Countries that imported meat from the Brazilian meat scandal companies

Oxford, April 12th, 2017

“It will be hard for the world to reach its goals of a deforestation-free economy if we can’t see what is happening in the world’s supply chains.”

New information shows that a total of 60 countries have been at risk of importing contaminated meat from Brazilian companies fined in a food scandal that has shaken confidence in the world’s biggest meat exporter.

The Brazilian meat investigation, known as ‘Carne Fraca’, centres around tainted meat, bribery and other malpractice in the multi-billion dollar meat industry.

Data compiled by Trase (Transparency for Sustainable Economies), an initiative launched in November 2016 and led by the Stockholm Environment Institute (SEI), and the Oxford-based Global Canopy Programme (GCP), shows that three of the Brazilian companies indicted specifically for supplying tainted meat regularly exported to countries including the USA, Canada and several European nations.

Though Brazilian police announced they were investigating 21 beef, pork, and chicken processing plants out of thousands, until now there has been little or no information made available about how many or which countries could have imported products tainted with masking agents or repackaged after passing its sell-by date.

Dr Sarah Lake, Head of GCP’s Supply Chains Programme, said: “Thanks to previous, well-established trading patterns, it is possible to identify where tainted meat may have gone.”

Using official customs data and business registries from the Brazilian government, Trase researchers, in collaboration with Brazilian organization Imaflora, determined that meat supplied by three Brazilian firms, Seara Alimentos, BRF, and Central de Carnes Paranaense, was shipped to 60 countries in 2016. These three firms were the only ones under investigation for tainted meat who also exported chicken, pork, or beef.

Trase researchers used Brazilian customs data to show that these companies shipped over USD152.6million worth of meat in 2016 to Japan, the Kingdom of Saudi Arabia and China alone, and smaller amounts to countries such as the USA, Canada, Germany, the Netherlands, Switzerland, and Singapore.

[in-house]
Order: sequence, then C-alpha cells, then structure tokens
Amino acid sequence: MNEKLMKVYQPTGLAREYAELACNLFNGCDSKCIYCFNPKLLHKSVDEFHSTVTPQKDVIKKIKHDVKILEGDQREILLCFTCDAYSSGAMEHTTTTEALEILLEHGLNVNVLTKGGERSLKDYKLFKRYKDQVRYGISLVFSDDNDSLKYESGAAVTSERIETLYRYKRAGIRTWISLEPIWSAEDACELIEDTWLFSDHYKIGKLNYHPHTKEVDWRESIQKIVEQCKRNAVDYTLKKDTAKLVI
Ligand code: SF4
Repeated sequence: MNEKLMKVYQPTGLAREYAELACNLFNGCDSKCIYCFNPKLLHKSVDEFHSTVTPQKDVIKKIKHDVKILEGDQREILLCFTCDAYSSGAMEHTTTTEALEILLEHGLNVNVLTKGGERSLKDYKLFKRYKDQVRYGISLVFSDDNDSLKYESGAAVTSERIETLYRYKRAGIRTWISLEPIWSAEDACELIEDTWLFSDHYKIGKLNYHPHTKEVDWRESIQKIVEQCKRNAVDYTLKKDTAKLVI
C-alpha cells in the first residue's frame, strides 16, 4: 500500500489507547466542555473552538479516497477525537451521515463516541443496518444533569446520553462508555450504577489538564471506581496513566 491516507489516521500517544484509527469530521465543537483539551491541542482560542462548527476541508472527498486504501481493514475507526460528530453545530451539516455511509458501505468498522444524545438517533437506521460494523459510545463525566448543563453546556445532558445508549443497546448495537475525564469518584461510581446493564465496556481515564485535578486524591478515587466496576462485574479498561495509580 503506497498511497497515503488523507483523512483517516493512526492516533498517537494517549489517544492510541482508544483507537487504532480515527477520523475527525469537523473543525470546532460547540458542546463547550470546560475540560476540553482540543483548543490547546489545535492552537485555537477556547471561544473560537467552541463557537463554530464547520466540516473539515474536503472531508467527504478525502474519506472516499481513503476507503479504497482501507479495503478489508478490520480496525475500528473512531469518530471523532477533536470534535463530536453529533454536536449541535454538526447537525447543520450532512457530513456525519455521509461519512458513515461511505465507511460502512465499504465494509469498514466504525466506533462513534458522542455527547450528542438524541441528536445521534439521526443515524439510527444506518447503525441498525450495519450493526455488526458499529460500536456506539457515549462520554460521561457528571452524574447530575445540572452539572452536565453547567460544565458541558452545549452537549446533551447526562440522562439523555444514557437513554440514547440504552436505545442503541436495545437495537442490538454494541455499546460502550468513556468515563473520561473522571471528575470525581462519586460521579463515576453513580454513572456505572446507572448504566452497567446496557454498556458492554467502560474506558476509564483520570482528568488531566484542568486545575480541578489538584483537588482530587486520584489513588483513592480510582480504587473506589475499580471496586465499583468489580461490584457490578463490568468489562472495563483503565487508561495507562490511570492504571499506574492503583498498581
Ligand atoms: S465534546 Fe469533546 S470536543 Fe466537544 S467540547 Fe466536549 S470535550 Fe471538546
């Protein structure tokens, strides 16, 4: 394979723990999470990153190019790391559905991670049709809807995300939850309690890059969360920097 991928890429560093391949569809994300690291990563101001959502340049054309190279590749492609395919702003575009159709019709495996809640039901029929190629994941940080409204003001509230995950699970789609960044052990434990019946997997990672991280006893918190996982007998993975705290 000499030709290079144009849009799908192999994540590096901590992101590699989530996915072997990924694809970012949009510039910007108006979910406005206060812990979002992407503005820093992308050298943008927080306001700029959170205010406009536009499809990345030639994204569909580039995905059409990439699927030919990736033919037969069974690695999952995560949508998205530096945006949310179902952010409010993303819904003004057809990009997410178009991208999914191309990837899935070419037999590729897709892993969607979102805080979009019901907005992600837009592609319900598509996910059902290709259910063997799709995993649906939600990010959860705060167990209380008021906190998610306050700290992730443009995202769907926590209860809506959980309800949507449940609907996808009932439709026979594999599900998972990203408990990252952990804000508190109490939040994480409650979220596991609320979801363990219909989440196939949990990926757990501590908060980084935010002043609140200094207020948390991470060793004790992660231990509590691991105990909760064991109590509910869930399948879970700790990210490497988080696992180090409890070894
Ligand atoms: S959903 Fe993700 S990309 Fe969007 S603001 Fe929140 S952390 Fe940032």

The annual value of these companies’ meat exports to the 60 countries in 2016 was just under USD250 million. Whilst it is impossible to determine what fraction of these exports in 2016 may have comprised tainted meat, even a preliminary assessment of export data illustrates the potential scale of exposure that this scandal may have precipitated.

When the Carne Fraca investigation was announced last month, some countries, including China, imposed total bans on Brazilian meat imports, with many more, including the EU, imposing partial bans.

But an investigation by the Trase initiative suggests that 12 countries banned meat entirely from Brazil, or from specific facilities, although they did not receive any meat in 2016 from the three companies caught tainting meat. Those countries included: Egypt, South Korea, Vietnam, and Panama.

The Brazilian scandal has demonstrated the need for increased transparency in the global food supply chain, so governments and consumers can take action only against companies involved in illegal activities.

Marina Piatto, Manager of the Climate and Agriculture Supply Chain Initiative at Imaflora, said: “A blanket ban punishes a whole nation, or every company in a country, which can be very tough on producers and processors who are trying to do the right thing.

“Of course, consumers and officials in consumer countries will be concerned, but blanket bans are not necessarily the appropriate response in such a situation. Responses to the sort of misconduct exposed in Brazil should be robust, but should also be based on reliable information – information Trase is working to make available for the first time.”

Dr Lake added: “One of the main goals of Trase is to help ensure that more accurate judgments can be made about the sustainability of companies involved in global supply chains. By making global supply chain maps more accessible, the Trase platform enables governments, companies, investors and others to better understand and address the environmental and social impacts linked to their supply chains, including the risk that they may be somehow associated with illegal activity.”

The goal is to expand Trase to cover the trade of other forest-risk commodities elsewhere in the world. One of the initiative´s central aims is to help producer countries, importing countries and the private sector meet their various deforestation commitments by enabling them to check if products from illegally deforested land are being processed and exported.

The Trase platform maps exports of such commodities and links those flows to social and environmental data, including on deforestation, to identify threats to sustainable production.

Dr Toby Gardner, Senior Research Fellow, SEI, said:

“This is not just about Brazil but about the much wider issue of a need for transparency in supply chains broadly. It will be hard for the world to reach its goals of a deforestation-free economy if we can’t see what is happening in the world’s supply chains. Trase will make our ability to do that much greater.”

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